Tuesday, July 19, 2011

ps oneliner: search for a specific running process

Have you ever wanted to verify/search for a running process? Or, have you ever wanted to see if you had multiple counts of the same process, possibly indicating orphans or hung processes?

It's rather easy! As an example, assuming you are logged in as root or su'd, and looking for snort:

ps -ef | grep -v grep | grep snort

The "grep -v grep" command will invert the selection for lines matching "grep"....so it will print ONLY lines that do not contain "grep". Why is this important? Well...it's not. However, the grep command is a process itself so if you have one running snort process, you will get two lines returned:
- the line containing the actual results for the real snort process
- the line containing the grep action(s)

So, assuming that you have only snort running, and running only once, this command would return one line, showing the snort process information (including startup arguments...yay!)

But what if you need to count how many processes? Add the -c switch to the final pipe to grep:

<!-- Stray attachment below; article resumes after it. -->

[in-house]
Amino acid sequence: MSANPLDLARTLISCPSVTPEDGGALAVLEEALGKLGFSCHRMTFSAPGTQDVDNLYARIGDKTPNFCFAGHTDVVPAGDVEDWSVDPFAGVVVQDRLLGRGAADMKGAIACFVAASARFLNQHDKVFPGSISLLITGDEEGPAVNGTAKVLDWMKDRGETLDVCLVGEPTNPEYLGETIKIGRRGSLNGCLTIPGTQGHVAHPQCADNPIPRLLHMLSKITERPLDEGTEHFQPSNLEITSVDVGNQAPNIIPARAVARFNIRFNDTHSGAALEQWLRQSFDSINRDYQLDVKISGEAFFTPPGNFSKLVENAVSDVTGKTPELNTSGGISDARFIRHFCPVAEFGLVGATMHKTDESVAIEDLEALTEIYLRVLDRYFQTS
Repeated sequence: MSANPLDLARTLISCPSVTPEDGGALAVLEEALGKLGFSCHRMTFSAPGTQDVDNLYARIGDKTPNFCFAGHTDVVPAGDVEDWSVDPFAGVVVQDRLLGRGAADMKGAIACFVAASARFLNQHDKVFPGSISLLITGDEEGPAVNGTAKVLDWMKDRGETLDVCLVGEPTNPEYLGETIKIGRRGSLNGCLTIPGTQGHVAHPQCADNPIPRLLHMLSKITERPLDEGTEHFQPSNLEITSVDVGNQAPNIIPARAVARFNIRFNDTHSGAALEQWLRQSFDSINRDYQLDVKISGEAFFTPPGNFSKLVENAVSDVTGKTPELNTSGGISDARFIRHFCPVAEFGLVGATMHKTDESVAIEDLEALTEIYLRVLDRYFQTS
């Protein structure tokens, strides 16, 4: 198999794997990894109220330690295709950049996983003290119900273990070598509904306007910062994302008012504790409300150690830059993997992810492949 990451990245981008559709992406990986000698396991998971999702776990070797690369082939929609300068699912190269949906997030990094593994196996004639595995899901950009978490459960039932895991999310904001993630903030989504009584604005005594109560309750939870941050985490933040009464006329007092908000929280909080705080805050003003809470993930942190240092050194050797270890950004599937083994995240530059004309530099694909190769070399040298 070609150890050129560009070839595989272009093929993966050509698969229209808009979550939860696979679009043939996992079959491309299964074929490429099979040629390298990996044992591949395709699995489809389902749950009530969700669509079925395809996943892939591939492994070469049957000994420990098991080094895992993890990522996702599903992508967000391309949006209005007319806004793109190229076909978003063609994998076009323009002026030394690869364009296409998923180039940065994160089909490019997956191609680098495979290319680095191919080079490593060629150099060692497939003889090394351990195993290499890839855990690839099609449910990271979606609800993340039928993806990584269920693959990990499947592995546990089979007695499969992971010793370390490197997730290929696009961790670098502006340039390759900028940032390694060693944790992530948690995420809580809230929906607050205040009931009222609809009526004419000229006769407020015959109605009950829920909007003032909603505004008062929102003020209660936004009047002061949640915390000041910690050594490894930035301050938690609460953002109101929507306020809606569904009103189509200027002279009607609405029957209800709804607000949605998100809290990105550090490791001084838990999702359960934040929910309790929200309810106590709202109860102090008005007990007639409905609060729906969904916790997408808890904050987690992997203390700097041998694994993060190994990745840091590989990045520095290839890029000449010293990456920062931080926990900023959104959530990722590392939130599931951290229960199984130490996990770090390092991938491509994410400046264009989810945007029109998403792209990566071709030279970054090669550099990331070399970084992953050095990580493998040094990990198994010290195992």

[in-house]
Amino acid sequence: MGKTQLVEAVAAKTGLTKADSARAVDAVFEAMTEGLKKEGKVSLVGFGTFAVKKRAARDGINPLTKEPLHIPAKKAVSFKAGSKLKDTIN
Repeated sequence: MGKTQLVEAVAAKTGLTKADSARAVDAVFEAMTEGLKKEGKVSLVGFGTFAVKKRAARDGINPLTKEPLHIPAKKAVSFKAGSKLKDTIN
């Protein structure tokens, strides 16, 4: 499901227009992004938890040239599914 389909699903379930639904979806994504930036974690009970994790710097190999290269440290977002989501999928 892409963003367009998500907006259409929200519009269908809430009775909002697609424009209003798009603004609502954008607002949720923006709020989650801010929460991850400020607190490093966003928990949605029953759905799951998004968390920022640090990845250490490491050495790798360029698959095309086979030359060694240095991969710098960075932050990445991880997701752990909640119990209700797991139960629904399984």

ps -ef | grep -v grep | grep -c snort

This will return an integer value of the number of processes containing snort in the return of the ps command.
It's important to note that this DOES count/show EVERY line of the ps output that contains "snort". This could, if you were running other programs that integrated with snort parts, such as Barnyard, count/show more than one line.

 There is a lot more fun that could be had with this. For example, you could search for more than one process, use awk to strip their PIDs, and then find the difference of the two....a quick way to see if one of a group of automatically started programs might be have hung after the other one(s) restarted.

Don't forget these helpful notes too:
grep -i     ...case-insensitive
||              ...logical OR operator...look for this OR that
&&          ...logical AND operator....must match BOTH
     --cat filename1 | grep something1 | grep something2     ...is inherently a logical AND operation


  1. Hey Dave,

    I've been enjoying your bash fu recently!

    Here's an alternative to the "grep -v grep".

    Change this:
    ps -ef | grep -v grep | grep snort

    to this:
    ps -ef |grep snor[t]

    The modified grep still succeeds in showing only those lines that include "snort" but it no longer matches its own search criteria so doesn't get included in the results.

    Keep up the good work!

    Doug Burks

  2. Hey Doug! Thank you for the comment. Sometimes I forget that people actually read this thing. :-) You are definitely right about the brackets. I just never got in the habit of using them and have just used the -v option. The next few times I need to run the ps, I am definitely going to use the brackets. Still have more to learn/remember I guess. :-)